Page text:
Apr 28, 2022
Our guests today are three women from the Central Coast of CA who share their Ukrainian heritage and the pain, fear and anger they are experiencing during the current, ongoing Russian invasion of their country of origin. Our interview was remarkable. You will hear strong emotions expressed; some of the stories and concerns will be troubling. There is death, famine, war and struggle in Ukraine’s history. But there is beauty, art, joy, resolve and strength as well.
MORE ABOUT OUR GUESTS
Annie Doryk-Cappelli was born in Canada and raised in both Canada and South Florida. She moved to California in the early 1990's and continued her pursuit of painting, illustration, figurative sculpture and documentary filmmaking after attending art school in Toronto, Canada. You can see her work at https://www.anniecappelli.com/
Annie has deep Ukrainian heritage. Both her parents spoke and wrote Ukrainian, and her father played accordion in a Ukrainian polka band. The family spoke Ukrainian at home until her parents moved permanently to the USA. Upon returning to Canada for college, Annie lived in a Ukrainian dormitory that proved to be quite fun. With the support of a Ukrainian community she met in San Diego, Annie continued her art education studying editing, graphic design and animation.
Wherever Annie went, she took both her culture and her passion for art with her; after traveling extensively in North America, she eventually settled on the Central Coast of California. Since it was difficult to find Ukrainian friends here, Annie put in additional effort at home to practice Ukrainian customs and prepare traditional foods, teaching her son about their heritage. In addition to practicing her wide range of artistic talents, Annie began studying marine algae in 2010 and became a commercial kelp harvester in 2012. She now sells a line of commercial seaweed products.
Since the war began in Ukraine, Annie has reached out to new friends she has met in the Ukrainian community in Santa Barbara. She continues to utilize her artistic skills to create posters, banners and items to sell at fundraising efforts in the Santa Barbara and Pismo Beach areas. Annie’s hope and inspiration are revived by her new Ukrainian friends with their poignant stories, resilience, humor and grace as they comfort one another at this difficult time.
Oksana Yakushko grew up in Kyiv, Ukraine, and immigrated to the U.S. in the 1990s. She is a licensed psychologist, psychoanalyst, psychology professor, and scholar in Santa Barbara, CA. She is a Fellow of the American Psychological Association, and in 2021, Oksana received the Women in Leadership award from the APA. Her scholarship and clinical work have focused on issues of social justice, including immigration, xenophobia, human trafficking, gender violence, and eugenics, the latter a discredited “science” that justifies prejudice.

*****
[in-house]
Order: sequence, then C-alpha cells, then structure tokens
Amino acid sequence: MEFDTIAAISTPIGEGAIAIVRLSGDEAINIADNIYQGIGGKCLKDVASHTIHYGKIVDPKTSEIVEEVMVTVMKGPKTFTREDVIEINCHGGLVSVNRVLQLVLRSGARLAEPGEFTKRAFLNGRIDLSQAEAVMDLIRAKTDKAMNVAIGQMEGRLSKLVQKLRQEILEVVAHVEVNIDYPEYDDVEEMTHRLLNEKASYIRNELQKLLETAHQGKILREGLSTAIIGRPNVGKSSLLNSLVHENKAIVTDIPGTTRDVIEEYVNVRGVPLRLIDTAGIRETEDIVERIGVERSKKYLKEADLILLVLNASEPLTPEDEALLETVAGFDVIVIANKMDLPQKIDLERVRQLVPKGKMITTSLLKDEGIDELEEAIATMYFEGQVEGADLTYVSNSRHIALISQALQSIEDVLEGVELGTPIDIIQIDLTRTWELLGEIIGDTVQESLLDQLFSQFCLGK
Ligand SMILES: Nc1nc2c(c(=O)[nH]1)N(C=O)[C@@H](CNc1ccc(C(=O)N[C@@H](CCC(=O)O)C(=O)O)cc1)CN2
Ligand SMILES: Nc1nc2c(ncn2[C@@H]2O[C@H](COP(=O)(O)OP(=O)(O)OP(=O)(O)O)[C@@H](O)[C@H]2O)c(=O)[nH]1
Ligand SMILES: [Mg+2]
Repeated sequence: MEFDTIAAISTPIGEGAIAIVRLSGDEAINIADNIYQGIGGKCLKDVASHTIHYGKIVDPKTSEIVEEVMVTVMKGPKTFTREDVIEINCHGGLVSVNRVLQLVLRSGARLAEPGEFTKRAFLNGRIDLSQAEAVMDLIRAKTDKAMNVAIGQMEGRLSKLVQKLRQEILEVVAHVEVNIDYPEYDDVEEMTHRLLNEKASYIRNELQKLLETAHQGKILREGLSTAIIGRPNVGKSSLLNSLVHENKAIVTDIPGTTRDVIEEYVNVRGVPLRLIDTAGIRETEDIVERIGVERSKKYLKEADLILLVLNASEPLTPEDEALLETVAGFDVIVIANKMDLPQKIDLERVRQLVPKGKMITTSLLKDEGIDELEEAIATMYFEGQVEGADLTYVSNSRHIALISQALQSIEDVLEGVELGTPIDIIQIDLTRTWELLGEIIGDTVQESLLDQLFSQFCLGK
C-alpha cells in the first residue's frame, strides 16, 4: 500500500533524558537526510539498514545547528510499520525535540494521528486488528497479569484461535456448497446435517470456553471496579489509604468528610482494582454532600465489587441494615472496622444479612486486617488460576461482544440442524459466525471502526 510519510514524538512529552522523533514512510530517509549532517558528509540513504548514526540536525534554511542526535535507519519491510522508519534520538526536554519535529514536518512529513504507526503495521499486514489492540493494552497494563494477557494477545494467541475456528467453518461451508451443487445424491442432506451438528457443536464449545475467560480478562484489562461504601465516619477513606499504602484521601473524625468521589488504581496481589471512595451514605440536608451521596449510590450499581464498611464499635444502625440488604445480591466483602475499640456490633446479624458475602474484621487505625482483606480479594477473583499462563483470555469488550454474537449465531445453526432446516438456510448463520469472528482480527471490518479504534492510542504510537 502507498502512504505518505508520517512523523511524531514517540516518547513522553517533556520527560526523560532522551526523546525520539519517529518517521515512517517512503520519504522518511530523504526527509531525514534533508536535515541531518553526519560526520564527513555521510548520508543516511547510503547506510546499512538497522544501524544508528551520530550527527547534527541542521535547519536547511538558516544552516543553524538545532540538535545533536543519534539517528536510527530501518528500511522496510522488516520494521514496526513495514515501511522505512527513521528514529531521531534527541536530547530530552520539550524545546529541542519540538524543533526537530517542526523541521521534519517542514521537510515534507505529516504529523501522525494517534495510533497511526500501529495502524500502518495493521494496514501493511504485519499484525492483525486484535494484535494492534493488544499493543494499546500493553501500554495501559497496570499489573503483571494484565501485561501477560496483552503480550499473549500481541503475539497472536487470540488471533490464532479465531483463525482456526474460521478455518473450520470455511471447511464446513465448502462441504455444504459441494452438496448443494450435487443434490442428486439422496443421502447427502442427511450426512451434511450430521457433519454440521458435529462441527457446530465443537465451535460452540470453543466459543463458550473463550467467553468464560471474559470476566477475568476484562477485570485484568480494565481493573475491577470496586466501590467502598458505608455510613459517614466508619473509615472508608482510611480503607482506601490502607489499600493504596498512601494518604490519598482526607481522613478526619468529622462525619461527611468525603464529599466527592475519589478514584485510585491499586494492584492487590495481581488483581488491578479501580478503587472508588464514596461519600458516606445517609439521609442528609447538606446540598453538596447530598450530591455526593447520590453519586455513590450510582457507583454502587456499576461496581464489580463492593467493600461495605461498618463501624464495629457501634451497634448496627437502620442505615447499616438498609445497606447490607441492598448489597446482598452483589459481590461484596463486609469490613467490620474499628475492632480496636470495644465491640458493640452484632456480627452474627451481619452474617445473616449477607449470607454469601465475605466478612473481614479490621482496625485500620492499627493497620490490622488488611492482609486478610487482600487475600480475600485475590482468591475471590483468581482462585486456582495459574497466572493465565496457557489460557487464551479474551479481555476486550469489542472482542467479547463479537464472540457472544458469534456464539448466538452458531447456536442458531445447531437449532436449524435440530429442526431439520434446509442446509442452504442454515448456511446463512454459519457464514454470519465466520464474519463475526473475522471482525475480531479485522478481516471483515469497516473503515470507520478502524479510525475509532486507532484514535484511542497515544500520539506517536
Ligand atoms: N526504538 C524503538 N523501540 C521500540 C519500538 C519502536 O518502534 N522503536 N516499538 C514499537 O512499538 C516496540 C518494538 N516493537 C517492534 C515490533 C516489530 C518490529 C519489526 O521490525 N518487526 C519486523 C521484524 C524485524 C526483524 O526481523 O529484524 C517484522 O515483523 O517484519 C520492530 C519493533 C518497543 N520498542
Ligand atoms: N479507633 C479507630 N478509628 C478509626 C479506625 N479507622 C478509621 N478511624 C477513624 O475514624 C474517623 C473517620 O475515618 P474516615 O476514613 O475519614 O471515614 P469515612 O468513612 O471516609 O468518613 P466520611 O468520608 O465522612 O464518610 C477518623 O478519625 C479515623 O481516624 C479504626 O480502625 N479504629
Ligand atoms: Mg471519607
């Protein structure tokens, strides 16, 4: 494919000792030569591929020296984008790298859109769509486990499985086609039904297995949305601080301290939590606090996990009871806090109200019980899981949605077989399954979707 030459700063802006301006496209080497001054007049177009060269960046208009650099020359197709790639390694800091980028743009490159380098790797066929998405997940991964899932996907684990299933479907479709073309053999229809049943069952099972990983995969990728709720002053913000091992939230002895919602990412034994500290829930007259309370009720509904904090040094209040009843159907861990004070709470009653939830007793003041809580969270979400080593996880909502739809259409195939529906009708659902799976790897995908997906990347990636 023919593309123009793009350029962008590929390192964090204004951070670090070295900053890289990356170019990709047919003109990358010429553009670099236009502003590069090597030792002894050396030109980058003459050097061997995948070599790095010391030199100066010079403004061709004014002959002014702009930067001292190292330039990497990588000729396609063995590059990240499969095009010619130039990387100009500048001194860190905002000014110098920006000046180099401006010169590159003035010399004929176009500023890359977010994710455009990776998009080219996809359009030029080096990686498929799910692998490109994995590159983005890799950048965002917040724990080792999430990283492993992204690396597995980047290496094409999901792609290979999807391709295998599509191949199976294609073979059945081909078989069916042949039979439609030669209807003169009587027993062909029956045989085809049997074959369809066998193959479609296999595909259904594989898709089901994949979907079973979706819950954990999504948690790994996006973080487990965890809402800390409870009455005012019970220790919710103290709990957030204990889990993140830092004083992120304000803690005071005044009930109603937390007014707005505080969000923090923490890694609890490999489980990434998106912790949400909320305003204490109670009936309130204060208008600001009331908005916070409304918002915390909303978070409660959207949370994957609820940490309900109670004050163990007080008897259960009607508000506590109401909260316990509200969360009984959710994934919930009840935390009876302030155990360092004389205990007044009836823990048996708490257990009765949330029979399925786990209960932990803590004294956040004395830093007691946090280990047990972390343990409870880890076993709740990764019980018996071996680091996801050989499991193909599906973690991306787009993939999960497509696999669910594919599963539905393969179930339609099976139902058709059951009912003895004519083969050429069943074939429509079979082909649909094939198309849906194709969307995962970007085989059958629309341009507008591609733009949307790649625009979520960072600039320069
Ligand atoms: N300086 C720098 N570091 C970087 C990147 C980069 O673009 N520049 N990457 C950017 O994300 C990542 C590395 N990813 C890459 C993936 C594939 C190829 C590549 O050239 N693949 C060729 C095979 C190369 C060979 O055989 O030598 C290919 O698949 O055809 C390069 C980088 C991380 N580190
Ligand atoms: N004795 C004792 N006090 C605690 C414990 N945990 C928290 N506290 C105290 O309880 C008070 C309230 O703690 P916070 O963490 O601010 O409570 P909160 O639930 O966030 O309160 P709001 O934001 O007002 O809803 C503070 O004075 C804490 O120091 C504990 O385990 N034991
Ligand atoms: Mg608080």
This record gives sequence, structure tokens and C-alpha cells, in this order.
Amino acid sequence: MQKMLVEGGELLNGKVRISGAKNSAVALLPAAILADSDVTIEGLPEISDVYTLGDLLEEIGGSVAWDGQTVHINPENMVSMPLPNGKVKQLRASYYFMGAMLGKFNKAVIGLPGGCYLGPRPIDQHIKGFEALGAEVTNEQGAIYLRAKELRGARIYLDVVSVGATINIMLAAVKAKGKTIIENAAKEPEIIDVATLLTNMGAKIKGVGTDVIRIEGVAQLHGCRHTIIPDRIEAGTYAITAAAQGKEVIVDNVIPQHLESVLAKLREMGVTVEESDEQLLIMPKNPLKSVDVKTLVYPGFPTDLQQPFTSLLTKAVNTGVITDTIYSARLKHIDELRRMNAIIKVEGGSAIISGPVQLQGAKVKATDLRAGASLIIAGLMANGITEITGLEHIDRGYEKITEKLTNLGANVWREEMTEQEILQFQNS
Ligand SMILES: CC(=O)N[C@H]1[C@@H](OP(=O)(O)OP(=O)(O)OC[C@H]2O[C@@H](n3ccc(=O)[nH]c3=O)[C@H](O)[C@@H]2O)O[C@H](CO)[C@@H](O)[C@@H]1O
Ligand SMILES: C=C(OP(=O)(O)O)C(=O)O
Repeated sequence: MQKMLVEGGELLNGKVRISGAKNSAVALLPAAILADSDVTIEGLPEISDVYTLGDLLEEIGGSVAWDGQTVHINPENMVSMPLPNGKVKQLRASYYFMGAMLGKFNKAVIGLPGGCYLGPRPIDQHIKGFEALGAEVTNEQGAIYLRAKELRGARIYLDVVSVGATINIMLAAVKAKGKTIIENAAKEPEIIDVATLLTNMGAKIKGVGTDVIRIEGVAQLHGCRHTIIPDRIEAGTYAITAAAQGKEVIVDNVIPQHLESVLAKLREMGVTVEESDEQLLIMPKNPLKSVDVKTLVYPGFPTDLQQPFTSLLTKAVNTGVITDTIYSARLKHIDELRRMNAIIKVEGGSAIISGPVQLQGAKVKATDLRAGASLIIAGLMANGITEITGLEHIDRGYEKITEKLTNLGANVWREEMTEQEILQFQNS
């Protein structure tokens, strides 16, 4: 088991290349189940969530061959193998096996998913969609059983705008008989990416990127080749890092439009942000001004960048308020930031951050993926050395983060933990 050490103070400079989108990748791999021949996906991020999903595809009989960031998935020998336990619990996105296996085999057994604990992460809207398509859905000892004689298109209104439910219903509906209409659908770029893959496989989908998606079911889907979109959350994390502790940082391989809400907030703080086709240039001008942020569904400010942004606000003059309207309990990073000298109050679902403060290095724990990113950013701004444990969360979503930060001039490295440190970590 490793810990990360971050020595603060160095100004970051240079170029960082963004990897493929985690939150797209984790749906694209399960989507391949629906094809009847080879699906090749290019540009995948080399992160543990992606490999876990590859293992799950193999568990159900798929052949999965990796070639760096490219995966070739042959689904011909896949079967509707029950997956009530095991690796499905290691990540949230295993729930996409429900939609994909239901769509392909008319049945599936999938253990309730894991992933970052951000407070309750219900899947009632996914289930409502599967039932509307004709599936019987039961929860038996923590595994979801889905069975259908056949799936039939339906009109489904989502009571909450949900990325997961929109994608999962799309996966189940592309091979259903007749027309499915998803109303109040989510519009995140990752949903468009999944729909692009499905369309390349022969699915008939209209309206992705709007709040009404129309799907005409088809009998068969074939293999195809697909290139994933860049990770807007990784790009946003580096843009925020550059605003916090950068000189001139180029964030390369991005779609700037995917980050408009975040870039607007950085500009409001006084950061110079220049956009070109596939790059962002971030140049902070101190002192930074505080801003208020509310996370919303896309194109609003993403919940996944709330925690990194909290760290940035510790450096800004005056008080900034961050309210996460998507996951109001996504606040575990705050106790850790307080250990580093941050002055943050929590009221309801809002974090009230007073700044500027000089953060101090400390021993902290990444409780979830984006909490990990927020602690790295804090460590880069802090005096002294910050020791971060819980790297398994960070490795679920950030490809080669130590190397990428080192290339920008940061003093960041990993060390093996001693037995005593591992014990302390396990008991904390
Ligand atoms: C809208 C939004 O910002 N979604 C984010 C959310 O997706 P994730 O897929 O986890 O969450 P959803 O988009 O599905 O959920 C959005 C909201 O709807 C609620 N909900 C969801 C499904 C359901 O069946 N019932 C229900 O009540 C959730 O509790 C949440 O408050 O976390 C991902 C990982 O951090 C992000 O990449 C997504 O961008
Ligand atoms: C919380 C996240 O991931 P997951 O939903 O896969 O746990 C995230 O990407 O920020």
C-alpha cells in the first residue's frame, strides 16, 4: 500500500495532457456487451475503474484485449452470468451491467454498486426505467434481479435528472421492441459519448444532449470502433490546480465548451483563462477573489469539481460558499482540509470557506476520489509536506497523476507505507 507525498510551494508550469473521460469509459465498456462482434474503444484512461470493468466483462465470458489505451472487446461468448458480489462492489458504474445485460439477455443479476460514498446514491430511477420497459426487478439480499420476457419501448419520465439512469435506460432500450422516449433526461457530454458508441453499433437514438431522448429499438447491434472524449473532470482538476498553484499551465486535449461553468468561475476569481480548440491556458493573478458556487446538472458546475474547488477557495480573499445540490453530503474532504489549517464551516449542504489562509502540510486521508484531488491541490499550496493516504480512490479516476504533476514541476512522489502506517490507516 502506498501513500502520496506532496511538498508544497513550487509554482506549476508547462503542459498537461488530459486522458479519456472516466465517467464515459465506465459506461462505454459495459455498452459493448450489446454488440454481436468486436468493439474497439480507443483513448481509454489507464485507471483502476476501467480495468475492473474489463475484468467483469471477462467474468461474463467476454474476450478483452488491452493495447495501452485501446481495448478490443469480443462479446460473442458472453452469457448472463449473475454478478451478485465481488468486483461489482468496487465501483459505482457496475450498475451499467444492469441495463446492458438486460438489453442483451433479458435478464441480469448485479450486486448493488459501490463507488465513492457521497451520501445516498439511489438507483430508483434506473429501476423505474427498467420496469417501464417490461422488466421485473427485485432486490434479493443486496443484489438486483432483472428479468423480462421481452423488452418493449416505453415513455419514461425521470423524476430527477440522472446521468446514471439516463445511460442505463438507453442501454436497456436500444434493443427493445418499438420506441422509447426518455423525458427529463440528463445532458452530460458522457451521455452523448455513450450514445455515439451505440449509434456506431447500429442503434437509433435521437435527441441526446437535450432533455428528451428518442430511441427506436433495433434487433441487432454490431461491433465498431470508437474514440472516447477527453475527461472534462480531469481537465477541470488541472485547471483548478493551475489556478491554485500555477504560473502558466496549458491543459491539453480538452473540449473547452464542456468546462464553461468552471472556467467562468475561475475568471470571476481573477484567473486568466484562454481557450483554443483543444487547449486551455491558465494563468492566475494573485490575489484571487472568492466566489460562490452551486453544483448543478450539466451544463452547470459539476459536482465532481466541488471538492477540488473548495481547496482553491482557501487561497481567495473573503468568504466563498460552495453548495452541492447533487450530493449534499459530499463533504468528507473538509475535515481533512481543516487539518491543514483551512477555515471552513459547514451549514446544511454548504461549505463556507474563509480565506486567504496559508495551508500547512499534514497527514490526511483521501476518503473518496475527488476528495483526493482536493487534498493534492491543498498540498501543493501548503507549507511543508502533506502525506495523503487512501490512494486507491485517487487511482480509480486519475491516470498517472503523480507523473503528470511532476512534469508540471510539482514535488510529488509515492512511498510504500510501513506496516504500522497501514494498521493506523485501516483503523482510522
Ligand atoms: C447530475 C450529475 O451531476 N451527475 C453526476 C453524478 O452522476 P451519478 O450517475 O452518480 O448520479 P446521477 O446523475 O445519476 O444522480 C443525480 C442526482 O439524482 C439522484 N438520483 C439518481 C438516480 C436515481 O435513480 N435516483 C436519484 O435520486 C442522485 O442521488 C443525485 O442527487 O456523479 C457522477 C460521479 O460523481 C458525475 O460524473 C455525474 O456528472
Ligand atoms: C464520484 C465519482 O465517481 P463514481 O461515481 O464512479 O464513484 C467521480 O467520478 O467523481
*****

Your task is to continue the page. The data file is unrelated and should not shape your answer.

Oksana is the author of two books and numerous scholarly articles and book chapters. She has consulted and presented with such organizations as the U.S. Memorial Holocaust Museum (Smithsonian Institution), the United Nations, Opera Santa Barbara, and many other groups. Because most of her family members and numerous friends reside in Ukraine and are facing both the currently ongoing, horrific Russian aggression, as well as the challenges of becoming war refugees, she has focused her clinical, scholarly and activist work most recently on aiding Ukraine and fighting the war.
Irina Malkmus came to the United States from Kharkiv, Ukraine in 2005, not knowing one word of English or even how to drive a car. Nearly 15 years later, she is extremely proud to have a career as both a permanent-makeup artist and a fine artist in Solvang, CA.
Although her dream from childhood had been to attend art school, Irina began her college education studying to become a nurse. After three years working in a hospital neonatal ward, she then attended the Ukraine National University of Internal Affairs where she earned a degree in social psychology, graduating in 2005.
During what free time Irina had while studying, she never gave up her passion for fine art. While still in graduate school, Irina met a woman who was a pioneer in the permanent makeup industry. She taught Irina about cosmetic tattooing, which was a new industry at the time. It was a form of art that Irina had not anticipated practicing.
In 2005, Irina met her now ex-husband in Ukraine. They moved to Lompoc and married in 2006. They began traveling and surfing all over the world, eventually returning to California and settling in Orcutt, where they remained for three years and started a family. In 2009, her twin girls were born, and in 2014, her son was born, but Irina always found a window for her passion—art. She started taking art classes at Allan Hancock College and Santa Barbara City College. Eventually, the family settled in Solvang.
Irina now practices the art of permanent makeup artistry in the Santa Ynez Valley. She is the first and only permanent makeup artist in Solvang. Irina also maintains her passion for fine art, showing her work in Santa Barbara and Santa Ynez Valley galleries and teaching art at Solvang School. She also makes jewelry. Her plans include starting painting and art classes for children and adults, with a goal of building an art community in Solvang.
“I chose a career as a permanent makeup artist because of my passion for helping people improve their self-confidence, bringing their inner beauty to the surface through the medium of makeup,” says Irina. “I now am the artist I always wanted to be, I just changed canvases.”
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People of Faith for Justice is a 501(c)(3) non-profit organization.
The People of Faith for Justice Podcast is produced and edited by Jeff Manildi
Music for the People of Faith for Justice Podcast is provided by Andrew Gorman